The WORLD, February 1996 Vol. III Issue 1 and May 1996 Vol. III Issue 2by Diane Grindol, Avian Images, Pacific Grove, CA
Topics: Pet-Care, Birds
After dogs and cats, birds are the most popular pets in the United States. There was an explosion in their popularity beginning around 1980 to the early 1990s. That popularity has evened out, and the source of pet birds has changed from imported birds to tamer, healthier, domestically raised chicks. With so many people owning birds, there is a definite need for pet sitters who can offer knowledgeable care of birds.
Nuts and Bolts of Bird Sitting
I spoke recently with a pet sitter whose business is about 25 percent bird care. Shawnon Hararah of Pet Watchers in Campbell, California, shared some of her experience with me. She says her clients usually have one or two birds, some have three or four, and a few keep birds in aviaries. For rates, she has three categories of bird (small, medium and large) and charges the same fee for a large bird that she charges to care for a dog. Aviaries are also priced on a small, medium or large basis with the fee to care for a large aviary being comparable to her charge for pet sitting a dog.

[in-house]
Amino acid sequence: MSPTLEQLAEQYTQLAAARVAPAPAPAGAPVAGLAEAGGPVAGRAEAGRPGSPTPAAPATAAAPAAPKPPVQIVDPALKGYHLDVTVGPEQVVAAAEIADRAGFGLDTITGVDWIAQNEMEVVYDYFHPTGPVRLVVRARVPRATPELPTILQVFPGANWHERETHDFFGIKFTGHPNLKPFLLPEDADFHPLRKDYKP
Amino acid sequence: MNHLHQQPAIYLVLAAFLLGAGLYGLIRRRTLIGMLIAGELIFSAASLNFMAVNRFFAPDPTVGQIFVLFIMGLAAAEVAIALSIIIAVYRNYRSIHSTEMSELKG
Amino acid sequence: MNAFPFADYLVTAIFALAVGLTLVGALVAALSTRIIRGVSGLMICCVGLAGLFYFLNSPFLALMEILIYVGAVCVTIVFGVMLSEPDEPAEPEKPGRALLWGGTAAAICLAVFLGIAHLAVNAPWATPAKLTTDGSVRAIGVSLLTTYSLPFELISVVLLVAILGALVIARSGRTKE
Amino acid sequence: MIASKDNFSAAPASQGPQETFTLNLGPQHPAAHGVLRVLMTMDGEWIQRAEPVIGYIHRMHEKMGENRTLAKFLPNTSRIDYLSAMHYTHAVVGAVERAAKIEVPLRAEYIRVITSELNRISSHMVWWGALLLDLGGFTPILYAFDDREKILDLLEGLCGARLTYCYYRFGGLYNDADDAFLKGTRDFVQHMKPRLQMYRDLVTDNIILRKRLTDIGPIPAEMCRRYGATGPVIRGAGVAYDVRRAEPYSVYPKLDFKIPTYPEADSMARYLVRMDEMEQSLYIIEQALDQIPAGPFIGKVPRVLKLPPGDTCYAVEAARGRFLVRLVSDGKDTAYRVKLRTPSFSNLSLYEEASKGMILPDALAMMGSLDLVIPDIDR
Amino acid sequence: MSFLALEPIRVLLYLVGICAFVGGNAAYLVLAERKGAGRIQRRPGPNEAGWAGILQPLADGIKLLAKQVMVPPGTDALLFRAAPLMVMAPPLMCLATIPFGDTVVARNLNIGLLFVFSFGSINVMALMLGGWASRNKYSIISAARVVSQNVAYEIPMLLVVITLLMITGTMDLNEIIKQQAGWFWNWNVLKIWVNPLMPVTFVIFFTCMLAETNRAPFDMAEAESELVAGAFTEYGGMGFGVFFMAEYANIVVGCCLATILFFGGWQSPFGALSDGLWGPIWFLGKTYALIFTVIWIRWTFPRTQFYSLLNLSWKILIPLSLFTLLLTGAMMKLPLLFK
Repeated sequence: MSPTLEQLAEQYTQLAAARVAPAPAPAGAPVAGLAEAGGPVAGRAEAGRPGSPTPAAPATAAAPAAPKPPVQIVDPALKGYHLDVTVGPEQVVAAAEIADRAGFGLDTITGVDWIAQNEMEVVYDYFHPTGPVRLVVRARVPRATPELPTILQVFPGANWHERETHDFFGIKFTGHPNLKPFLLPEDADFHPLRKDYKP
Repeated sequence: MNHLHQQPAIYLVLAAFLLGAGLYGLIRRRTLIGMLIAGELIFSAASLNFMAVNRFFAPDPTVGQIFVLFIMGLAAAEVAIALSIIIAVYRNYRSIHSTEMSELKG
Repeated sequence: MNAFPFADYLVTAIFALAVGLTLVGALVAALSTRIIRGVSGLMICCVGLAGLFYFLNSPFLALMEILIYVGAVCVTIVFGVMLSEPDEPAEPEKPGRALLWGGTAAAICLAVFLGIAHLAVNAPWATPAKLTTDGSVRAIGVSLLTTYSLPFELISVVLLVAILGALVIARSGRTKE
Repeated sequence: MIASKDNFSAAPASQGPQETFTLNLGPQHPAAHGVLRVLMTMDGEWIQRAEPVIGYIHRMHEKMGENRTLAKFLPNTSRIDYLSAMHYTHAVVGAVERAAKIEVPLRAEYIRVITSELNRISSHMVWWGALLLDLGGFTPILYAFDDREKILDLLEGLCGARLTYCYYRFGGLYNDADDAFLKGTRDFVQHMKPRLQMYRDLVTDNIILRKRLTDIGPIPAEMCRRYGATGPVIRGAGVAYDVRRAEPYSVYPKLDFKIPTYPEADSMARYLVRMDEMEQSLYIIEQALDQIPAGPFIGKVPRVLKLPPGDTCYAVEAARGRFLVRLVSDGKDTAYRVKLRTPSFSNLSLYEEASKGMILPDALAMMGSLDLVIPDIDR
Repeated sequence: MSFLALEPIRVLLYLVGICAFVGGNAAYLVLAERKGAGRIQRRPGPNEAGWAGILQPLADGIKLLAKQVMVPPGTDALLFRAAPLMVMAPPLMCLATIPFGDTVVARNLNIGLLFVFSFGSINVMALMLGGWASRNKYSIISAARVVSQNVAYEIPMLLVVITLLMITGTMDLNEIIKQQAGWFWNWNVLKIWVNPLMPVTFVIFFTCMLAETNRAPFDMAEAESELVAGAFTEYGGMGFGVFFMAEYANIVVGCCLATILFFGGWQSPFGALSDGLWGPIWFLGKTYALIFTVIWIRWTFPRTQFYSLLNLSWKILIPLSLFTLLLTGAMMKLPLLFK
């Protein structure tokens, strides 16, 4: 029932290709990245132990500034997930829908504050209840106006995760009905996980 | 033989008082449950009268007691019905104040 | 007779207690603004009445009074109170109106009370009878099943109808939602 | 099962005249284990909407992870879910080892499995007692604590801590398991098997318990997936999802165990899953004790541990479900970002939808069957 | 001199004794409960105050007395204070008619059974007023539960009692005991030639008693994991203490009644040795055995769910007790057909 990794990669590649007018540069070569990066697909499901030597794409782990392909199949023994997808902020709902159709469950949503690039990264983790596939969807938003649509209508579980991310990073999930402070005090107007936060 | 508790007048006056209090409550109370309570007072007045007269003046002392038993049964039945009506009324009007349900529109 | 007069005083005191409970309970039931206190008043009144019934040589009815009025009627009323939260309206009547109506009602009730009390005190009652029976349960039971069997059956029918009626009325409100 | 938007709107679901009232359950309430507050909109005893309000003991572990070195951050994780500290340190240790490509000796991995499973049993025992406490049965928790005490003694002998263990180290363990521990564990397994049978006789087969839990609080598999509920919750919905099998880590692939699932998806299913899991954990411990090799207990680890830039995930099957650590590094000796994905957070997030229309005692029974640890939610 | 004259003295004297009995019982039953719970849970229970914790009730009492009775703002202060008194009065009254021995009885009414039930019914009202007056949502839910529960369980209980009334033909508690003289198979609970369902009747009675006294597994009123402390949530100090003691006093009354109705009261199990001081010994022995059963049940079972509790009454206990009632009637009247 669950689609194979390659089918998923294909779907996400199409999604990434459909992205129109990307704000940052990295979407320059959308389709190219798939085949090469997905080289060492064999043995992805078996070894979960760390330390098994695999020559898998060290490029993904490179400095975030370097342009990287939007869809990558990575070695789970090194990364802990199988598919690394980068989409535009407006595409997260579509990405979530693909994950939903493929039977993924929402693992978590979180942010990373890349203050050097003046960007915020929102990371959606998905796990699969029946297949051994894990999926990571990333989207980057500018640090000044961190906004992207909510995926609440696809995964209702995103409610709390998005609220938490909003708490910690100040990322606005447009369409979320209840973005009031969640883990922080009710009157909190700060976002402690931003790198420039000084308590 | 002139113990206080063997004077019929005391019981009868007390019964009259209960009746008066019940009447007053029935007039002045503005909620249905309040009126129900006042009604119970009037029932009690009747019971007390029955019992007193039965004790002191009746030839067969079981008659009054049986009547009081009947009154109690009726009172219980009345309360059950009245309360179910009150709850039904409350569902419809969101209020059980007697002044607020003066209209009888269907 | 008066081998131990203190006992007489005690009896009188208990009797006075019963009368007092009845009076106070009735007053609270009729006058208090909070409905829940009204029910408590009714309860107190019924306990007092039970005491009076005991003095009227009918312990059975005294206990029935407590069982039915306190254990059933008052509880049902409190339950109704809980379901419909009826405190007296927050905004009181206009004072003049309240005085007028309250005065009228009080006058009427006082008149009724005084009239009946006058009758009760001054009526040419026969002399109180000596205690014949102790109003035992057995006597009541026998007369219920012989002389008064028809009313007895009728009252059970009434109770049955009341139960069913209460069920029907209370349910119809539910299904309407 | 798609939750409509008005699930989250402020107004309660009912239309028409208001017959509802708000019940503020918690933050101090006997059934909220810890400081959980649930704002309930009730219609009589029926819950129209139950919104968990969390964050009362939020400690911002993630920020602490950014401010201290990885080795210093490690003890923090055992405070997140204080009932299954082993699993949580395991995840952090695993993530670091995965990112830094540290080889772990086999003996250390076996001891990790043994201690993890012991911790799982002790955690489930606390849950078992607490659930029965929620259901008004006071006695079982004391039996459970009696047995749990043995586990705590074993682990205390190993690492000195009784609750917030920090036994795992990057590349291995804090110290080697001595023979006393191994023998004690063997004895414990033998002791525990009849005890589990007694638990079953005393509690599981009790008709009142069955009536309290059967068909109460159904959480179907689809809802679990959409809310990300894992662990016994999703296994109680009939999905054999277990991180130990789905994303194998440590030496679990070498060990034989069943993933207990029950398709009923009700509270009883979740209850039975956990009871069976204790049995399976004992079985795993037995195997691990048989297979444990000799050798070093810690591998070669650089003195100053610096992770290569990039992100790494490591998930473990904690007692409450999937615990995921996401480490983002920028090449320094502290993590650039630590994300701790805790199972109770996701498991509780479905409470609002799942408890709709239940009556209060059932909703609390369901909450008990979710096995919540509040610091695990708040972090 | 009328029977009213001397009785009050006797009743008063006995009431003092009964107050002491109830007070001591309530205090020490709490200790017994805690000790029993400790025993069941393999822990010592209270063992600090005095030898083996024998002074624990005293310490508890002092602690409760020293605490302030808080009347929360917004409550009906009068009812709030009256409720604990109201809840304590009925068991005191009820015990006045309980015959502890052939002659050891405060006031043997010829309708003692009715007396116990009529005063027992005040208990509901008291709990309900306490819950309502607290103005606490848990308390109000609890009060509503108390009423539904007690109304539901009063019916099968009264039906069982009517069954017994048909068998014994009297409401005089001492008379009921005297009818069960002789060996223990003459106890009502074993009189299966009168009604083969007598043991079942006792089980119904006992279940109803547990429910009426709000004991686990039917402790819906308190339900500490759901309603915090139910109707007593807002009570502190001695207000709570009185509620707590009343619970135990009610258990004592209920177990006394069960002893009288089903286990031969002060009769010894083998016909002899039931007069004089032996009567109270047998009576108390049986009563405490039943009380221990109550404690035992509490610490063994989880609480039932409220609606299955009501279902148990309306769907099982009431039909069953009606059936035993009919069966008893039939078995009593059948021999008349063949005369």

Shawnon educated herself about birds because she owned one. She read books and spoke at length to her avian veterinarian. Some things she learned as she went along. She knows how to handle major emergencies, such as a broken blood feather, and has a good relationship with the local avian veterinarian. She has a separate sheet of paper besides her standard contract, which she uses for bird owners. On this she makes good notes regarding the bird’s care. Does the bird take regular baths? Does it have clipped wings? Does it go outside? Shawnon is a strong advocate for birds spending time in the sun to absorb vitamin D. In addition, she is also aware of the possibility of disease transmission between birds. Vaccines have not been developed for major bird diseases yet, and some bird diseases are transmitted by airborne particles that can cling to clothing or shoes. As a precaution, Shawnon changes shirts between bird sits. She stuffs a “used” shirt in a plastic bag and washes it when she gets home. When caring for a client’s bird in her own home, Shawnon is careful to isolate it from her own pet.
Shawnon finds that she does a lot of client education for bird owners about diet and care. She is always on the lookout for “gifts” to leave clients, like catalogs of quality bird products, pet newsletters, vet business cards and subscription forms to magazines, etc.
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